RUOK? Day is an important mark in our calendar at Personnel Relocations. It is a time to check in with those relocations who have been a little quiet and make sure they are OK. It is never ok to just assume, “oh they’ll be alright”, which is a typical Aussie way of thinking.
Relocating is a life event with one of the highest stress ratings and the long-term effects can be devastating.
Personal experience in moving my family around the globe has taught me how a corporate can make a small effort with a huge impact. Not only did I spend 15 years moving around the globe with young children, but I have also spent 14 years helping other families move and settle. I understand what it feels like from both sides of the fence.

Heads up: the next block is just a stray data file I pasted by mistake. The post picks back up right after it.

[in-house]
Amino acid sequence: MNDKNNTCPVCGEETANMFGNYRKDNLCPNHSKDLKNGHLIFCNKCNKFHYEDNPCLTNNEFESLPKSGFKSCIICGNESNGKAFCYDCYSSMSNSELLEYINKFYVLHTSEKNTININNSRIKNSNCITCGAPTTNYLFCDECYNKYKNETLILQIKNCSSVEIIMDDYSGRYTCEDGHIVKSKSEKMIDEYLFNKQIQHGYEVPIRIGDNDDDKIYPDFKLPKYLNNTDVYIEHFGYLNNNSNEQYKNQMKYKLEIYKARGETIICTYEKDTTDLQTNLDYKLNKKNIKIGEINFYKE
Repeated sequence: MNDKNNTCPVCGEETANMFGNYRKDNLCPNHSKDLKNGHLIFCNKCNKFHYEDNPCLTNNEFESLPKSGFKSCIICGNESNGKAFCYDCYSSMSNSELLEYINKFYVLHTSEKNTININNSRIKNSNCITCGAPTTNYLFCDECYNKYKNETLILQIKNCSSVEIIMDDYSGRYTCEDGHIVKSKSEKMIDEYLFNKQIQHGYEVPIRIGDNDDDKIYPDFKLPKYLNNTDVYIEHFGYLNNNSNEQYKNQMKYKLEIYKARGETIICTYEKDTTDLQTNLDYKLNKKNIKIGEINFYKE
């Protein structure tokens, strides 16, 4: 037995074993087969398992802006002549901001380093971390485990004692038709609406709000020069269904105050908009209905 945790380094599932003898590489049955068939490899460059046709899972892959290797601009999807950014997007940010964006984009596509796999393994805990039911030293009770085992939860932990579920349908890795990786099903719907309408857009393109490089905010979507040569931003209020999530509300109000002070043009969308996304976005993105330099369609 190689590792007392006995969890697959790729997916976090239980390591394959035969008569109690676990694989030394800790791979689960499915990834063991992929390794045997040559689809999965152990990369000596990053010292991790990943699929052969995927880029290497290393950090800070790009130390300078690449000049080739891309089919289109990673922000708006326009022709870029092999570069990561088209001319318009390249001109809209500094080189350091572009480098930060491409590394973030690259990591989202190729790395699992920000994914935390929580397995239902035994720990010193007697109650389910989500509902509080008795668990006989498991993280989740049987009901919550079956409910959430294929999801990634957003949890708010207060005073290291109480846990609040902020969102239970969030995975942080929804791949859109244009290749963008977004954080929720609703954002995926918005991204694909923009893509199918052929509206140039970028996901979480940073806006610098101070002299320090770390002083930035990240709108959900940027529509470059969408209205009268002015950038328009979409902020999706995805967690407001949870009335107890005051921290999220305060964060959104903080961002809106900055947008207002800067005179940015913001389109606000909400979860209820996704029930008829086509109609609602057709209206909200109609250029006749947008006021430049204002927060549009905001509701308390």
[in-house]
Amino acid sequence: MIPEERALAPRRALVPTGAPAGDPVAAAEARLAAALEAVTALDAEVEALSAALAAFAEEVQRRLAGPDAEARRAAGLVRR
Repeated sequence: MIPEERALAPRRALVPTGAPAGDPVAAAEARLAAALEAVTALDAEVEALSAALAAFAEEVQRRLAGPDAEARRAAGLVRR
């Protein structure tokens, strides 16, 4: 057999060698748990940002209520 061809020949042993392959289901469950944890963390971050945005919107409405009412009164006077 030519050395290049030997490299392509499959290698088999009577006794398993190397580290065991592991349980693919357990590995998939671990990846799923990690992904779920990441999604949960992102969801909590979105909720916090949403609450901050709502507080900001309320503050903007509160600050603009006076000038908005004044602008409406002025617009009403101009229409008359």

You do not need to be a large corporate to make a difference and the ideas I will share here are not budget-blowing expenses.
Let’s take a look at:
- What you can do in advance
- Steps to take during their arrival
- Continued success for the family and your employee- they go hand in hand and both make an impact on your ROI.
Prior to arrival
It is not enough to only make sure that the employee fits the role/organisation. Moving country is not just changing a job, there is a ripple effect across the family, that can take years to adjust. Take a minute to think of these factors too.
We all know the importance of a work-life balance and its benefits to your organisation.
Take a step back. If you moved country, how would life look for you on a Saturday afternoon?